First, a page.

where IS =IB +I0. In a similar fashion we obtain
i2 =IS (e-β(V-i.sbsp.1R.sbsp.b.sup.) -1)
i=i1 -i2 =IS (e.sup.β(V-i.sbsp.1R.sbsp.b.sup.) -e-β(V-i.sbsp.1R.sbsp.b.sup.)). (3)
The voltage V is related to the input voltage υi by
V=υi -iR (4)
where R=Rs +RL. One can easily see that Equation (3) is an odd function V and also in υi. Thus i can be expressed as an odd-power series in υi as given by Equation (1).
Solving for the coefficients gn requires further algebra. From Equation (2) ##EQU1## Defining
and expanding in a power series gives ##EQU2##
Using power series reversion ##EQU3## can be expressed in terms of βυ ##EQU4## A similar formula can be derived for i/IS with β→-β. Thus, ##EQU5## Applying series reversion again and using (4): ##EQU6## where η≡1+IS β(Rb +2R). A final power series reversion yields (1), where the coefficients are given to 7th -order by ##EQU7##
Using Equations (6)-(9), the amount of predistortion of each order can be determined from the circuit parameters. The voltage input to the amplifier of gain G is iRL. By varying G, the intermodulation product amplitudes can be varied relative to the undistorted signal passing through the delay line. The fundamental power which passes through the diodes (proportional to g1 2 at low frequencies) is much smaller than that which passes through the delay line. Since varying G varies all orders of intermodulation distortion (IMD) by the same amount, another degree of freedom is necessary in order to independently tune the 3rd -order (IMD3) and the 5th -order (IMD5) intermodulation distortion produced. For a certain combination of circuit parameters g5 =0. According to the present invention, both the relative magnitude and relative phase of IMD3 and IMD5 can be varied over a broad range by varying IB in the vicinity of this null.
In order to estimate the value of IB for which g5 =0, some approximations can be made. Typically IS βRb <1. Therefore, the numerator of Equation (8) can be expanded and terms in IS βRb can be kept to 1st -order. Also IB >I0 so IS ≅IB. With these approximations the condition for nulling g5 is ##EQU8## The derivation of Equations (6)-(9) assumed that the input signal was limited to sufficiently low frequency such that the junction capacitance of the diodes can be ignored. The frequency response is important to consider, however, since the distortion produced by the predistorter must be roughly frequency independent over the CATV band in order to cancel the EA modulator distortion. The frequency response is estimated by considering the RC circuit depicted in FIG. 4. Rd =1/IS β+Rb and Cd are the dynamic resistance and junction capacitance of each diode. The current through the capacitor is given by ##EQU9## Likewise, to 1st -order, the current through the diodes is ##EQU10## Thus, the total signal bleed-through (i.e., the amount of fundamental power that passes through the diode pair) is given by, ##EQU11## The bleed-through increases with frequency and can cause the amplifier G to produce spurious 2nd -order distortion if it is not sufficiently linear.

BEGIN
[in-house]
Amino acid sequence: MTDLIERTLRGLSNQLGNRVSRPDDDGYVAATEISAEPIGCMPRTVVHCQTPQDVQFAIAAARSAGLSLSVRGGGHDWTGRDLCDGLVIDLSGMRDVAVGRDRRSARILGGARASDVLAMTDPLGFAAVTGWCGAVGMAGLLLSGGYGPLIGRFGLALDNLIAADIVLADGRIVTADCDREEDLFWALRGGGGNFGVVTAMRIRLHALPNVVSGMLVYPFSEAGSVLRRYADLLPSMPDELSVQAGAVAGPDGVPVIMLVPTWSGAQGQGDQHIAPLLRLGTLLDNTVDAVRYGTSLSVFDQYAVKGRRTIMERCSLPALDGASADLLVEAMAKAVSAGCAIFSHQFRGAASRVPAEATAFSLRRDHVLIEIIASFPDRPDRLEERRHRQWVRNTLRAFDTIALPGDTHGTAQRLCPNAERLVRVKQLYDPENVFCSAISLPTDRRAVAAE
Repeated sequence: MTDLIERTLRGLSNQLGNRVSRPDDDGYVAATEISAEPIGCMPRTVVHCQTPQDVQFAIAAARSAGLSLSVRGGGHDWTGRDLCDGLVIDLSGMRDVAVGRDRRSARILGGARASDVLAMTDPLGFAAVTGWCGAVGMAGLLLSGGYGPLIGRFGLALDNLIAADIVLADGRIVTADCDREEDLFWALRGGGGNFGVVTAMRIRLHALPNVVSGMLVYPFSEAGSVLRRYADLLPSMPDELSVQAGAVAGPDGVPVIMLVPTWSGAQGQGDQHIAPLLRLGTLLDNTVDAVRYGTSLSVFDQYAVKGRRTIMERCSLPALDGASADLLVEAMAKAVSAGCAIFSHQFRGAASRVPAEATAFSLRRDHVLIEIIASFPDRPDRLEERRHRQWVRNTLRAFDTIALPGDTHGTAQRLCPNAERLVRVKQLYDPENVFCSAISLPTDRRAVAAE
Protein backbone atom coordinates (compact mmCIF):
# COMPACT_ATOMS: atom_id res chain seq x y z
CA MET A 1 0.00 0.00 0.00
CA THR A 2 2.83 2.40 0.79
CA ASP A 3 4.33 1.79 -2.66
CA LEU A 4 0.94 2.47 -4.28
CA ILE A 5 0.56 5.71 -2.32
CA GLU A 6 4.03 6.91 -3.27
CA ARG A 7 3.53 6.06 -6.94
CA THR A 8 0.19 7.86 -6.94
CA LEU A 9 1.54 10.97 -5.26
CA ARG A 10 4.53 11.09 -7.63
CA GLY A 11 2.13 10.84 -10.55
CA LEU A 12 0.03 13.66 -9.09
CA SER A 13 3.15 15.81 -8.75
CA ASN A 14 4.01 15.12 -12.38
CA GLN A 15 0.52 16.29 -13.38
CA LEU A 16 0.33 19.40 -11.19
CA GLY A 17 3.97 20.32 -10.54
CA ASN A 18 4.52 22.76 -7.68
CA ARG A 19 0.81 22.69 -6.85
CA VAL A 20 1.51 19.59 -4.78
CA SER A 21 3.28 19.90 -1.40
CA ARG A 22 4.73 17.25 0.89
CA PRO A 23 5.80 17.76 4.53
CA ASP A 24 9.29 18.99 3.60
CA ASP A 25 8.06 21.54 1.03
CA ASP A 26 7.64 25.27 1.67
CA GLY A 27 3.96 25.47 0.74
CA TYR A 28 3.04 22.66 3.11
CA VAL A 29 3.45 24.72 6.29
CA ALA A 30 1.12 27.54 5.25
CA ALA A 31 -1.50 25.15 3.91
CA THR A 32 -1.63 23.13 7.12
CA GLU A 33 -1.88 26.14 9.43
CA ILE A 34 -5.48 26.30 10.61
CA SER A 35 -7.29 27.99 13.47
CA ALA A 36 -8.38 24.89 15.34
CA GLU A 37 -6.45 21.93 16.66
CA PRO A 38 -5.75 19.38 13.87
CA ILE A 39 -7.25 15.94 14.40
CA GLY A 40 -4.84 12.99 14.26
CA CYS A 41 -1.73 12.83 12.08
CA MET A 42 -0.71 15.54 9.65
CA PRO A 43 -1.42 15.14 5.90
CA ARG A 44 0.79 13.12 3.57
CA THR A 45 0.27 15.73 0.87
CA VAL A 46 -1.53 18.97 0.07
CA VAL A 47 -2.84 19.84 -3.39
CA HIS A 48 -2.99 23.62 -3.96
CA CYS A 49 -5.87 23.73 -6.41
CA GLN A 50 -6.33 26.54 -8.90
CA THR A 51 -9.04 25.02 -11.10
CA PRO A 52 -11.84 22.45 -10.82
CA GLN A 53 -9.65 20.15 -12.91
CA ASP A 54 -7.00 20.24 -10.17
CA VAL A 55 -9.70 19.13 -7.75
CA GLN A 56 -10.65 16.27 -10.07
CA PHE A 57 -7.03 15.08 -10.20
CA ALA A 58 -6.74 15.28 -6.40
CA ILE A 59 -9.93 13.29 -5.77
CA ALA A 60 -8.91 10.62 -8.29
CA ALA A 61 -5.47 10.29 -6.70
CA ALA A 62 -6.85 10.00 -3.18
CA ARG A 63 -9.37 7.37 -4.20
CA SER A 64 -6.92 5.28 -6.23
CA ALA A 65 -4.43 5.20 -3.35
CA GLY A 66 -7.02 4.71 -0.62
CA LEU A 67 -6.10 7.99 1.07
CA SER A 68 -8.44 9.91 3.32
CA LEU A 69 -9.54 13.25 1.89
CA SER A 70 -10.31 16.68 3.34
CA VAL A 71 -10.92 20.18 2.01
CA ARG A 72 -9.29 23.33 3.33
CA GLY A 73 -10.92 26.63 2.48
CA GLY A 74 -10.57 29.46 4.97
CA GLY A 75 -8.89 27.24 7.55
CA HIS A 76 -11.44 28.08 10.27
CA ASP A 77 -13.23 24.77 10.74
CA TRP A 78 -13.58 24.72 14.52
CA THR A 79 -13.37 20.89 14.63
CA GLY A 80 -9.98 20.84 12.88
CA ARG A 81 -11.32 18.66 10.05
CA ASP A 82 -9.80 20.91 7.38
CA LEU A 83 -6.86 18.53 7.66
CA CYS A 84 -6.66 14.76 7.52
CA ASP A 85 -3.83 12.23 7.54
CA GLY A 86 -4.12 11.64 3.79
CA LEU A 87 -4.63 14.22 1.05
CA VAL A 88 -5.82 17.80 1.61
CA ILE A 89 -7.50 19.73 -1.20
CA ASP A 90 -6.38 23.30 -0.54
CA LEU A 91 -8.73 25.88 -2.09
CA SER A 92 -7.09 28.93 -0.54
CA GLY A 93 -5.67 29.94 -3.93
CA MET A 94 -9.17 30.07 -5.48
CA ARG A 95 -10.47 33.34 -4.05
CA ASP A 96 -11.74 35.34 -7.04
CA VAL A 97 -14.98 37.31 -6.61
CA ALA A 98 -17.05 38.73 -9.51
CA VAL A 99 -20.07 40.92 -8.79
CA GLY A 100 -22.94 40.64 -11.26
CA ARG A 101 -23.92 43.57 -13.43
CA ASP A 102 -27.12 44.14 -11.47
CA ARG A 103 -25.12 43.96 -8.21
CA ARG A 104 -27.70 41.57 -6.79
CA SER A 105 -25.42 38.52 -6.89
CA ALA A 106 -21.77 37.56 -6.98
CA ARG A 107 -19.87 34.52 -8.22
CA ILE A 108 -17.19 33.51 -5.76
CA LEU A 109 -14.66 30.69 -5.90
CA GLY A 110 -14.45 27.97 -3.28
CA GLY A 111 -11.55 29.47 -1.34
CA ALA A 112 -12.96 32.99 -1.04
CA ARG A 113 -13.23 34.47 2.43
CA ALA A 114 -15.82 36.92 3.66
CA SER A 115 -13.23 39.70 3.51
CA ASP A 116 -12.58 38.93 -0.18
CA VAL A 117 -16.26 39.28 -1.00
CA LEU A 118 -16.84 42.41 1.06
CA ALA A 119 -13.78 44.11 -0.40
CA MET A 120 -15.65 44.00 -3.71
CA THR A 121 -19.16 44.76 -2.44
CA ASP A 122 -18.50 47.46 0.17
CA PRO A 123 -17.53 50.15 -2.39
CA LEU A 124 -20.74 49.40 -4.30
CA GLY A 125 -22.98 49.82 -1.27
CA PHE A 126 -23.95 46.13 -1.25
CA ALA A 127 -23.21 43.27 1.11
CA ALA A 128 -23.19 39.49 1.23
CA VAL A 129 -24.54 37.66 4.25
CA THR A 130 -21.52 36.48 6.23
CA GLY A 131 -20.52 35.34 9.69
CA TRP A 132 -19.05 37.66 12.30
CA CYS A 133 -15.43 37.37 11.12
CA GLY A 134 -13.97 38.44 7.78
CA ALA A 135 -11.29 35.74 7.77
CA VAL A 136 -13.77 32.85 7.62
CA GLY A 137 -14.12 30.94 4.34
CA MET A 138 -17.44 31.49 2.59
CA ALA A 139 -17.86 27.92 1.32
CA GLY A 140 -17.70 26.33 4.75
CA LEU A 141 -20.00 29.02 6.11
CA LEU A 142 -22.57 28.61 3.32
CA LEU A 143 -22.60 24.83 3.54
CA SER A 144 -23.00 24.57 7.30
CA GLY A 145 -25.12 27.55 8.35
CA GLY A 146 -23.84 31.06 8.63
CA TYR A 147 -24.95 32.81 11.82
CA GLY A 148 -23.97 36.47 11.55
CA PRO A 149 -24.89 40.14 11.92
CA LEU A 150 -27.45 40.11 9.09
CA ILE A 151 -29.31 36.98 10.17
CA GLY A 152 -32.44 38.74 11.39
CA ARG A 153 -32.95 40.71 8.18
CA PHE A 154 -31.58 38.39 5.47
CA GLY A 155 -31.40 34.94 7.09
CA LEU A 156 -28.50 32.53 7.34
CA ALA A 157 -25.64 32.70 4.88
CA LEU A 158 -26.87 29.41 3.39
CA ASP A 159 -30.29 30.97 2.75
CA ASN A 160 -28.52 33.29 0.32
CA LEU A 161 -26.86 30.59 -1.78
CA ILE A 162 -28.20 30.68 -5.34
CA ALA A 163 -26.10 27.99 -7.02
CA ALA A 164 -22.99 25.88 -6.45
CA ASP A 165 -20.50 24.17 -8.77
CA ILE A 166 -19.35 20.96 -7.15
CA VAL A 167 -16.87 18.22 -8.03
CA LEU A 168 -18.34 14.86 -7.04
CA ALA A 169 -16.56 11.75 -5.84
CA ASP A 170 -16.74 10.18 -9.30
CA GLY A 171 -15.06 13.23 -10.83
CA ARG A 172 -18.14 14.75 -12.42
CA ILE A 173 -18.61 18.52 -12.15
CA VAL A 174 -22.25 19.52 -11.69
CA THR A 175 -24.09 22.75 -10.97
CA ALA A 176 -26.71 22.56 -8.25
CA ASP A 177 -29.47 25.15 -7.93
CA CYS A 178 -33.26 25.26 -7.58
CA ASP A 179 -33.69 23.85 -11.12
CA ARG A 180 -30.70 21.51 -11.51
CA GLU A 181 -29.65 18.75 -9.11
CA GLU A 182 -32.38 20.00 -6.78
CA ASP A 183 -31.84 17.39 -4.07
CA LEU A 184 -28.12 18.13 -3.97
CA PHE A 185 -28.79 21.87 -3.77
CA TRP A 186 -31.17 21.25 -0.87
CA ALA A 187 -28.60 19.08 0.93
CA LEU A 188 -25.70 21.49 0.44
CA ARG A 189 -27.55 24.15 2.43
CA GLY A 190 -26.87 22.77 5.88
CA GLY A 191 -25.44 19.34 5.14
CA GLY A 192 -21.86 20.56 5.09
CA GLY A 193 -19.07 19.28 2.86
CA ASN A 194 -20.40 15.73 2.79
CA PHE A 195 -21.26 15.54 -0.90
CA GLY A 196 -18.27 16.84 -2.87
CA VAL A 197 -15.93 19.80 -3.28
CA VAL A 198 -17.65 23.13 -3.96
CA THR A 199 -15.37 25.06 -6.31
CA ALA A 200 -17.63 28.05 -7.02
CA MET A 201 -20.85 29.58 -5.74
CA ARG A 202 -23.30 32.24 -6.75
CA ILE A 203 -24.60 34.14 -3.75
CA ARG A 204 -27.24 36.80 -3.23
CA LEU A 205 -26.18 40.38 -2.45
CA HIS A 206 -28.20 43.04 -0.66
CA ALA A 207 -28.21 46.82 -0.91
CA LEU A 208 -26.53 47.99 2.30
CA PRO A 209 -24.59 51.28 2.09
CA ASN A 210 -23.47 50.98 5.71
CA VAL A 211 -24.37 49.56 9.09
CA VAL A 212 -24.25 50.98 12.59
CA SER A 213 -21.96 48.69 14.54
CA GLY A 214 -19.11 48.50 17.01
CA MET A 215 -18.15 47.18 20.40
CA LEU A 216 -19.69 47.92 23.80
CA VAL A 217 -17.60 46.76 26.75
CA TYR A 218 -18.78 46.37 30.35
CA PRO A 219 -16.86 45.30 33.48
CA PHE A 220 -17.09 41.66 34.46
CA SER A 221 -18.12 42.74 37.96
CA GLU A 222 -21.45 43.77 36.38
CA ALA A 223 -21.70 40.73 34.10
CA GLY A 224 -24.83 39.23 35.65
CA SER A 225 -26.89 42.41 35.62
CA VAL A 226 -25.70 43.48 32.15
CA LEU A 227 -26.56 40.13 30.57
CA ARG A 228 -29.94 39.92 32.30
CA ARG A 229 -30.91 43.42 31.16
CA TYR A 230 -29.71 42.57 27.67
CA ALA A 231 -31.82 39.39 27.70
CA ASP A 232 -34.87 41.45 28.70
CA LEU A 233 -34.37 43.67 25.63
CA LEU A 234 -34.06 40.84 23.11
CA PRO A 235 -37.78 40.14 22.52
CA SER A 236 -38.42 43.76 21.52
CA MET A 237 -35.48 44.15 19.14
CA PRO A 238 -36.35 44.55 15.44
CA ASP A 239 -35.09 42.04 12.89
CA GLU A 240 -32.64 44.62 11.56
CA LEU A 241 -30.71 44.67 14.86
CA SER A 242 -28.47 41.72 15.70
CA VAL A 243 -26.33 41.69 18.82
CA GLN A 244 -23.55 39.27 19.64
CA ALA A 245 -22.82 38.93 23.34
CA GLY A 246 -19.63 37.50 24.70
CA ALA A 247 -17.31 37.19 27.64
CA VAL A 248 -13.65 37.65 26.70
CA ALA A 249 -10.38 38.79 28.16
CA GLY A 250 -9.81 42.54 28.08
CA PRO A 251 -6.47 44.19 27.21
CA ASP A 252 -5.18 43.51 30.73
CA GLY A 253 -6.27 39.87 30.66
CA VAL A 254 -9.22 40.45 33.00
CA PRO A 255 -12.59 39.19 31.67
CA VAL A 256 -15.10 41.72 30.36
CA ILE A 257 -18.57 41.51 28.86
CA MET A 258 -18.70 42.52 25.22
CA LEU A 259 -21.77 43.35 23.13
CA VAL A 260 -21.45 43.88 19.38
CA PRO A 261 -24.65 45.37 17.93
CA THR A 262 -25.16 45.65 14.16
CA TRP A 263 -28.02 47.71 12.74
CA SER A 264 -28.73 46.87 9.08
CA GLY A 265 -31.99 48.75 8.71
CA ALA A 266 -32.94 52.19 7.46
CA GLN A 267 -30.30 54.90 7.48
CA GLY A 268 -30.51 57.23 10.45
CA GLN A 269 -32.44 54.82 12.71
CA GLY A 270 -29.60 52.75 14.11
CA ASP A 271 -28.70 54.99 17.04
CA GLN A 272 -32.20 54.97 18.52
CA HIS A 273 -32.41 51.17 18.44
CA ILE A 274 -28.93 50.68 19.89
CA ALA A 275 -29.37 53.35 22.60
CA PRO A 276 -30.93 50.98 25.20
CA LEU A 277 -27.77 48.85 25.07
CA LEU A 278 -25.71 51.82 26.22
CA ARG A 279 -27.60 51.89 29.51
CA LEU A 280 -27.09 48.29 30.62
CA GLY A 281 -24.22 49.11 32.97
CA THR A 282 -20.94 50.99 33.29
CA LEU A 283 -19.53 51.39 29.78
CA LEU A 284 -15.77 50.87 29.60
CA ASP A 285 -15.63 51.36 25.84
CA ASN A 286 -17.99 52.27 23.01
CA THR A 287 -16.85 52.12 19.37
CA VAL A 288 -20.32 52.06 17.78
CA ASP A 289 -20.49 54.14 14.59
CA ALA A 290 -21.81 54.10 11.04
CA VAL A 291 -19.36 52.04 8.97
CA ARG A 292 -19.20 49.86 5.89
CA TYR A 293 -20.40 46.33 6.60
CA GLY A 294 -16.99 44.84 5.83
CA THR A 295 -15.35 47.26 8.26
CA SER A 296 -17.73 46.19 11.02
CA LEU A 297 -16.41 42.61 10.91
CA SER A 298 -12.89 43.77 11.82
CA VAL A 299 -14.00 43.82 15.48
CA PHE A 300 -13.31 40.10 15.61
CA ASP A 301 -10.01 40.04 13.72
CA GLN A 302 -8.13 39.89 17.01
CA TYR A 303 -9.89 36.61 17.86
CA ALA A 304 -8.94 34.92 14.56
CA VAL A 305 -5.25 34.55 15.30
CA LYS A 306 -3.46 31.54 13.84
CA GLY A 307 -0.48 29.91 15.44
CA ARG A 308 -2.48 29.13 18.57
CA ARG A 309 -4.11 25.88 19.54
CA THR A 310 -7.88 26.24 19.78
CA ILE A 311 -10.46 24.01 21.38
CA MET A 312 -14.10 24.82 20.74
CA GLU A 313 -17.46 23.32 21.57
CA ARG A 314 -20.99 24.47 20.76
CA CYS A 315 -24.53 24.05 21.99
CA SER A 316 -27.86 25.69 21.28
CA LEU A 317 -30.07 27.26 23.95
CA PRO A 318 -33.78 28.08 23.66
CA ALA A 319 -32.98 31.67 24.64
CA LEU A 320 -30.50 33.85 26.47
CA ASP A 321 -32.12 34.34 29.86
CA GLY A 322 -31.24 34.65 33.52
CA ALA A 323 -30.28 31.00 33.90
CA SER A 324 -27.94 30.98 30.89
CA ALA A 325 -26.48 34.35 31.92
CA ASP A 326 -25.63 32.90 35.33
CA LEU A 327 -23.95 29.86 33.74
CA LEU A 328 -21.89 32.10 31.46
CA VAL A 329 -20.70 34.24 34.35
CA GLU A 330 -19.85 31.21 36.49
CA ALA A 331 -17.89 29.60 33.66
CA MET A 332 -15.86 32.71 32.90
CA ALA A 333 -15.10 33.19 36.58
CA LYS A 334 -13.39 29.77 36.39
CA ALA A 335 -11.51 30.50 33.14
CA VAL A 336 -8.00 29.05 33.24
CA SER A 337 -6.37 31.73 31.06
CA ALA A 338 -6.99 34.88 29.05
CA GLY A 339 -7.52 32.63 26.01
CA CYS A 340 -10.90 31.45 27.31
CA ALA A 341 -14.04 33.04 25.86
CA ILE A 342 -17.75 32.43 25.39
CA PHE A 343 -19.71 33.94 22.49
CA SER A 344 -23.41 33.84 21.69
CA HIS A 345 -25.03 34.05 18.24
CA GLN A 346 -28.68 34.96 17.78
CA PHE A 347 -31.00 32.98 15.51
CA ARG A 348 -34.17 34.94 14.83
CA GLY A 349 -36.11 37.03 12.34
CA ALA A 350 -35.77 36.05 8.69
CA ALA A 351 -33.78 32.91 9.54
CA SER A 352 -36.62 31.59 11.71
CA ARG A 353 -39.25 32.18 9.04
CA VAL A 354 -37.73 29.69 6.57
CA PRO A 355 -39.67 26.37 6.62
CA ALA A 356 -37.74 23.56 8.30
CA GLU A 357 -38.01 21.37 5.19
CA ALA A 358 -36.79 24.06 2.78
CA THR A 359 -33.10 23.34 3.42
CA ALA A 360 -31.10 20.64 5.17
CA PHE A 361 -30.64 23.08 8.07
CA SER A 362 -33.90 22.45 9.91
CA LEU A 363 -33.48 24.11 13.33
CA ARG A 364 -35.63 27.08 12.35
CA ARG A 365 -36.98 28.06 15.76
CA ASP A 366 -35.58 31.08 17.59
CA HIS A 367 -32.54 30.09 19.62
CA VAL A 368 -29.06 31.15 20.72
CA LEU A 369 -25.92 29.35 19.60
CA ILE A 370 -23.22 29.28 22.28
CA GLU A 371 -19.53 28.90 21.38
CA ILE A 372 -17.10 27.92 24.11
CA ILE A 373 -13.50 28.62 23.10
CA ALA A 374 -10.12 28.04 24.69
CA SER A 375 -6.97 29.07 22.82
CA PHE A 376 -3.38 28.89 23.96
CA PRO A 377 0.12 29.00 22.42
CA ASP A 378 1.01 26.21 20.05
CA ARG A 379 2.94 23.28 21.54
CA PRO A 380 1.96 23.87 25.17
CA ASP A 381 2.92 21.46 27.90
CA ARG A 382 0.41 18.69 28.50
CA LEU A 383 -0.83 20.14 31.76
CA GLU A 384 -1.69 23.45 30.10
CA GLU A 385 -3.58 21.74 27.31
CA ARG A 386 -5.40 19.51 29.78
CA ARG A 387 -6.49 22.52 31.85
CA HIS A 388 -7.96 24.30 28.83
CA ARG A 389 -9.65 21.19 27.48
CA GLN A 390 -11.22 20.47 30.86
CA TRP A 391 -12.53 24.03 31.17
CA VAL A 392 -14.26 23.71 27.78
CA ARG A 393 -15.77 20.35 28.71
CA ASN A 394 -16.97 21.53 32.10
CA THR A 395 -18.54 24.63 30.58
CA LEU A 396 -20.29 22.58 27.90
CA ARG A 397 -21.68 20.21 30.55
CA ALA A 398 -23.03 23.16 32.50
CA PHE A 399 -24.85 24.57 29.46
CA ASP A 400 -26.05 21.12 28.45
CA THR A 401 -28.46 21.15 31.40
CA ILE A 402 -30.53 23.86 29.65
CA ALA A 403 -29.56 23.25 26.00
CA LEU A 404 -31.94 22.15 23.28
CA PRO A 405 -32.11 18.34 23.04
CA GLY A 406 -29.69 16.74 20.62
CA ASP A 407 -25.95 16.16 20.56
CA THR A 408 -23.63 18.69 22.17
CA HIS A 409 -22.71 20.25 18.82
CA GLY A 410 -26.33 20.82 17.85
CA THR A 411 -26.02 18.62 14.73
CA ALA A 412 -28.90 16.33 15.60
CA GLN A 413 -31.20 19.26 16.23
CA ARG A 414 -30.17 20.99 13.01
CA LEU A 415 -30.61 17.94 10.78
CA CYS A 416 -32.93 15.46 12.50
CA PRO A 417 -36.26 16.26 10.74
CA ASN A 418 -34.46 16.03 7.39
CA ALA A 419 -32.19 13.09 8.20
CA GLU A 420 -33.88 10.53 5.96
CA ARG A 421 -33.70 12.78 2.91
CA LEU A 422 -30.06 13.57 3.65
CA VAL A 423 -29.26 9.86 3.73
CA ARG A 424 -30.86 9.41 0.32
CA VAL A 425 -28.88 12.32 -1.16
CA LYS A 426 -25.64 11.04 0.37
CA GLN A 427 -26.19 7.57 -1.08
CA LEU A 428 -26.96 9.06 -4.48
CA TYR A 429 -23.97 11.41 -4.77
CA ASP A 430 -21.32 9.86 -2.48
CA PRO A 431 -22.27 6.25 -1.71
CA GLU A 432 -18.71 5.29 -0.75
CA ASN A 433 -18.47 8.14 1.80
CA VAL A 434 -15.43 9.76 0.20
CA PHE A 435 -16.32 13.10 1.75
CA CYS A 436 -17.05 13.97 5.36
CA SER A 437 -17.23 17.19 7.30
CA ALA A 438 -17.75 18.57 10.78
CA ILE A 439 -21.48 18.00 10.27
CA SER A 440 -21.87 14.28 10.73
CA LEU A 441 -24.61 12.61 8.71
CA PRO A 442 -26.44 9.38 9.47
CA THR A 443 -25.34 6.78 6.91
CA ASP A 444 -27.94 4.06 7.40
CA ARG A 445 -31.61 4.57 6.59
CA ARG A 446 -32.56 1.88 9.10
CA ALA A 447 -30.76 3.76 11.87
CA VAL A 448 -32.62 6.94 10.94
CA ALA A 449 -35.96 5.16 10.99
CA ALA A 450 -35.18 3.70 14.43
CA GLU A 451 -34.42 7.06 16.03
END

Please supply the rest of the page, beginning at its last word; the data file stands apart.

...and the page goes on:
The amount of predistortion produced in the diode pair decreases the frequency because the current shunted through 2Cd produces an additional voltage drop across R and thus reduces the voltage across the diodes for a given υi. To 1st -order approximation, equations (6)-(9) can be modified to account for this effect if we replace υi in (1) with
υi υi -ic R. (13)
The new frequency-dependent expansion for i is in terms of new frequency-dependent coefficients gn
i≅g1 υi +g3 υi 3 +g5 υi 5 +g7 υi 7 + . . . (14)
Using Equations (11) in (13) and solving for υi yields ##EQU12## by substitution of (15) and (1) in place of υi, (14) is obtained. The new, frequency-dependent coefficients gn are given by ##EQU13## The performance of a predistortion circuit in accordance with the present invention can be evaluated and compared to the predictions of the analysis above with a 2-tone test. The nonlinear circuit of FIG. 4 was tested in isolation. The diodes used had the following characteristics: Rb ≅5 Ω,β=34.84 V-1, and Cd ≅1.0 pF. Also RS =RL =25 Ω. The bias current was varied from 8 to 50 μA.
Normatively, the predistorter should produce sufficient 3rd - and 5th -order distortion to cancel these terms in the modulator, but the amount of 7th - and higher odd-order distortion produced must be small. The expansion of υi in Equation (5) is only valid if i/(2IB)<1, and high-order distortion will become significant as i/(2IB) approaches 1. Thus, it is important to maintain υi below a certain critical voltage. To obtain 1st -order, υi =ηi/(2IB β). Thus, it is required that